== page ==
CliniPhenome: Clinical and phenotypic annotation database

Journal of Health & Medical Informatics

ISSN: 2157-7420

Open Access

CliniPhenome: Clinical and phenotypic annotation database

2nd International Conference on Health Informatics and Technology

July 27-29, 2015 Valencia, Spain

Dipankar Sengupta1, 3, Didier Croes2, 3, Satyam Kapoor1, 4, Sonia Van Dooren2, 3, Maryse Bonduelle² and Ann Nowé1, 3

ScientificTracks Abstracts-Workshop: J Health Med Informat

Abstract :

As a part of the BRiDGEIris project, a clinical database CliniPhenome, has been developed that supports clinical and phenotypic annotation for patients. The project aims to develop a big data platform that can be used for sharing genomic and clinical data and support discovery studies in clinical genomics. A part of this goal was attained by the proposal of a generalized clinical schema design along with a merged ontology schema that provides cross-referencing possibilities. Also, introduction of the controlled vocabulary and data structure answers for the prevalent problem of plain text storage in the existing clinical databases, which causes impediment during data analysis. CliniPhenome not only supports the collection of patient data but also phenotypic and clinical annotation. Phenotypic annotation is supported by autogenously designed ontology that supports for Human Phenotype Ontology (HPO), Online Mendelian Inheritance in Man (OMIM) and Orphanet. Clinical annotation is currently supported by LOINC and SNOMED, with eventual assimilation of ICD-10 into it. It is a PHP based application with an easily operated interface that runs on a web browser and is facilitated by a MySQL database. A generalized schema design has been proposed, that ensures improved empathy among clinicians and researchers. Besides, it also features data migration utility that supports exchange of de-identified data in XML or JSON structure among the collaborators. In conclusion, CliniPhenome features streamlining of clinical workflow, efficient data entry and retrieval, improved diagnosis, cross-referencing of patient phenotype with clinical annotation, and sharing of de-identified patient data for research purposes. Acknowledgement: The authors acknowledge the support of the Bridge IRIS project funded by INNOVIRIS, Region de Bruxelles Capitale, Brussels, Belgium.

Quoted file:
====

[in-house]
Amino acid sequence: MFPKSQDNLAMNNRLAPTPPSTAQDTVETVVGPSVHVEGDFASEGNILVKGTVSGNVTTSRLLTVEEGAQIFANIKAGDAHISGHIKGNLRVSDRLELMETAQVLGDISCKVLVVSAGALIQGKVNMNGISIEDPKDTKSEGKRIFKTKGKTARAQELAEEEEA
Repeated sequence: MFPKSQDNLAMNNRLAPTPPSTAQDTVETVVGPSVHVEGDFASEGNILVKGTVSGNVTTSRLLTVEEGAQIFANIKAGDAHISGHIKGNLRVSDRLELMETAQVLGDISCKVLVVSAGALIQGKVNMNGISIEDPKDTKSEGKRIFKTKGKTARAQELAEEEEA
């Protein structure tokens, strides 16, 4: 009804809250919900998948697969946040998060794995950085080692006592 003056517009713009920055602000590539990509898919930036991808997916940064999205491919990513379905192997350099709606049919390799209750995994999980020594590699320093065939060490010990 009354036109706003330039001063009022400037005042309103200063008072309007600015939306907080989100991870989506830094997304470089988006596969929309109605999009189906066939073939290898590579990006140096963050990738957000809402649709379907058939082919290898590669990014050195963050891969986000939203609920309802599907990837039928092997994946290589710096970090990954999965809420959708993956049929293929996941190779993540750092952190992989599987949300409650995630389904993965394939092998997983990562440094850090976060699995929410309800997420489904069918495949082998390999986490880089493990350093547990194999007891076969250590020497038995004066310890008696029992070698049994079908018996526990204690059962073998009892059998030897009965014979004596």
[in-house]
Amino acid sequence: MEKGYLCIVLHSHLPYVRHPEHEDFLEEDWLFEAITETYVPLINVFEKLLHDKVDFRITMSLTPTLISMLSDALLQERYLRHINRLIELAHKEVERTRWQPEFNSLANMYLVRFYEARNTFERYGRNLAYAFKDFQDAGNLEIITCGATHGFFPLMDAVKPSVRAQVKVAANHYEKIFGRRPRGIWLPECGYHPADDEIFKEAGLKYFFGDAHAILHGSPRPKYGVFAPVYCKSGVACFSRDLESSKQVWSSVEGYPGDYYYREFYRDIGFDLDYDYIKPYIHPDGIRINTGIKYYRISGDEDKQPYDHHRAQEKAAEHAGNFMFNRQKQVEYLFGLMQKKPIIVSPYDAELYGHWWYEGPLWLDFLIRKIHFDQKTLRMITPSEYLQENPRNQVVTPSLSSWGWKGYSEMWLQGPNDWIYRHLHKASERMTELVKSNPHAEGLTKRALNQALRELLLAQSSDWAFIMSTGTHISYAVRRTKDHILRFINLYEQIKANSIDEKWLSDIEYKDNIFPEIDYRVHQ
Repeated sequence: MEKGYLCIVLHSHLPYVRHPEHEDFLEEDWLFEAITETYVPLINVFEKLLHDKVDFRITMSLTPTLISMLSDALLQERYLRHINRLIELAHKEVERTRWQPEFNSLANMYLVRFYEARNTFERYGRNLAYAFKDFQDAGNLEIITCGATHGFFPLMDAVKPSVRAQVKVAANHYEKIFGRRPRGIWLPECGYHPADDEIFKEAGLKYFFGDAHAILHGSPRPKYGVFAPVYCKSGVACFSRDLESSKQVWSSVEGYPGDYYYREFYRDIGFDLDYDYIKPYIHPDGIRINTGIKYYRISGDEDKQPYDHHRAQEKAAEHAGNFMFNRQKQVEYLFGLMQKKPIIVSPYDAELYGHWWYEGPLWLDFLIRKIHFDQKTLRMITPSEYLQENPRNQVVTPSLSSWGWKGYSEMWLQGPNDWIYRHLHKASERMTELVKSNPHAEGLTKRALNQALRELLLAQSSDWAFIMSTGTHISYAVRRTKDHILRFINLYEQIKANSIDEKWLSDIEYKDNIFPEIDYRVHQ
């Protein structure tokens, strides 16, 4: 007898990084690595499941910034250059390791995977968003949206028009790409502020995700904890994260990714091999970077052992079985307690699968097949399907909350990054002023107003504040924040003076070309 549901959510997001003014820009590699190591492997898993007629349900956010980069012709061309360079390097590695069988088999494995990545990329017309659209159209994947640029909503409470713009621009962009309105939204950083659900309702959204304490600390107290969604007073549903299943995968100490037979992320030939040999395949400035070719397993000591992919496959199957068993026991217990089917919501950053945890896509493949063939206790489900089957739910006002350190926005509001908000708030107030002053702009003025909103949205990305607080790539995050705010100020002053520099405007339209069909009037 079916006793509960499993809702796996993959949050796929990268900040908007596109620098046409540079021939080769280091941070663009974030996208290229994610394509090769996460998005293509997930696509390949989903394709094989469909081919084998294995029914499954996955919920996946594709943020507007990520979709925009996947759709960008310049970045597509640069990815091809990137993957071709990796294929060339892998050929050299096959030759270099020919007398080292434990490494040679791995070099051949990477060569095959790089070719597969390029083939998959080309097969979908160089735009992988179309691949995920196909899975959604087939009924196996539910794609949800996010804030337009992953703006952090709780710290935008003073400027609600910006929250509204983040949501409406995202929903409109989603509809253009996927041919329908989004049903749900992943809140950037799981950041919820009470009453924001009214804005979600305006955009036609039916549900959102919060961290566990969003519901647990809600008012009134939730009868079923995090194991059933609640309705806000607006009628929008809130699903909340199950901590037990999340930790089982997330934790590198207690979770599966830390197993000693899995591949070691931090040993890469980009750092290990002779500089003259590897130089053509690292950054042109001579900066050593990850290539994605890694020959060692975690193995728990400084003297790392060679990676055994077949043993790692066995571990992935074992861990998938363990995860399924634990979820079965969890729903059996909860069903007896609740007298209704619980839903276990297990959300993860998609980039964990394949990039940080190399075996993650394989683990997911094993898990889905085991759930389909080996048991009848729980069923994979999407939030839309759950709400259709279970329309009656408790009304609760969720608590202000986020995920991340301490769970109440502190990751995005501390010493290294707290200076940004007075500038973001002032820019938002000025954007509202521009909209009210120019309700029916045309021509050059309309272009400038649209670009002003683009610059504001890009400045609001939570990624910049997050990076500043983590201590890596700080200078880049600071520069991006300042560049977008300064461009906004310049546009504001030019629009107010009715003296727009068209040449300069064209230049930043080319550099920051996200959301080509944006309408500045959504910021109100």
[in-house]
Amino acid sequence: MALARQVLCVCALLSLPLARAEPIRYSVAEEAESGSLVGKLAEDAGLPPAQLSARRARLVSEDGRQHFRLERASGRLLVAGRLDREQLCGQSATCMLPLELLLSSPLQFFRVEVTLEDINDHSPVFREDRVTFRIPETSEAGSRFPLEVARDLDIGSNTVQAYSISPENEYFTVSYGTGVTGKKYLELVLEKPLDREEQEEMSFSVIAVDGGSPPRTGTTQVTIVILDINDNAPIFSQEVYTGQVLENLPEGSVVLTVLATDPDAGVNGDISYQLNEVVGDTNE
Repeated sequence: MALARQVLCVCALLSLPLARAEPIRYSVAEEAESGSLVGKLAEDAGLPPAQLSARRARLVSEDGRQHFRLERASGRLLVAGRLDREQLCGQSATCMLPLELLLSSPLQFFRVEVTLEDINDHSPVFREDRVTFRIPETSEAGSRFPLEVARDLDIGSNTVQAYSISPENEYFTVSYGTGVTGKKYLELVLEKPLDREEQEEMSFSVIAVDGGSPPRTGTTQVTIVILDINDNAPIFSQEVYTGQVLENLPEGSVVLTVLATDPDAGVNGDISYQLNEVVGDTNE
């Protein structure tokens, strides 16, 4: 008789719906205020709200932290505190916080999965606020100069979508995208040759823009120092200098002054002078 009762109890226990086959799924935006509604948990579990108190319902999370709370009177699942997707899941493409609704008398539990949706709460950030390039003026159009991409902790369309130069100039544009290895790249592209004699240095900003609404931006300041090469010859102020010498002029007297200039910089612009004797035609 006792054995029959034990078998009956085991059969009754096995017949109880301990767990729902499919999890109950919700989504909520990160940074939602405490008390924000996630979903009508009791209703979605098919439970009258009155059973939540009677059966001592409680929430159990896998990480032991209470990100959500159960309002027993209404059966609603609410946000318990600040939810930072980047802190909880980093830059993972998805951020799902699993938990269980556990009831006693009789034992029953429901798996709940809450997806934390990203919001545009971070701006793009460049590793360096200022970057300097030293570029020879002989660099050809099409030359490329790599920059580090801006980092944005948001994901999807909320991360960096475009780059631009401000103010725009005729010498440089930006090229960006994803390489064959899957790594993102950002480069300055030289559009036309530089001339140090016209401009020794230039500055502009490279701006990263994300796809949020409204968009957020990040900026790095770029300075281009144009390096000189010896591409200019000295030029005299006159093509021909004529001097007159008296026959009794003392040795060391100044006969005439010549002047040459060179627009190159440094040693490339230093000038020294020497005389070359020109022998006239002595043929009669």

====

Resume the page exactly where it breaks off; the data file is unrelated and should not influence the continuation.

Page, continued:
Biography :

Dipankar Sengupta has completed his PhD in Bioinformatics from, Jaypee University of Information Technology, India. Currently, he is working as a Post doctoral researcher at COMO-Artificial Intelligence Lab, Vrije Universiteit Brussels, Belgium in BRiDGEIris project. Prior to this, he was working as Assistant Professor in Dept. of Bioinformatics & Biotechnology, Jaypee University of Information Technology, India. He aspires to unveil the intricacies of problem statements in life science and posses a passion to solve them with the aid of bioinformatics skills. His research interest broadly lies in the domain of Data mining, Database design & development, Algorithm design, Web interface development and Exploratory analysis. His primary research is focused on translational computing of clinical data with a considerable focus on temporal mining and auguring state of a disease for a patient. Currently, he is working on designing a Clinical-Phenomic Database and on development of machine learning approaches to connive comorbid patterns among the genomic variants with their associated clinical data.

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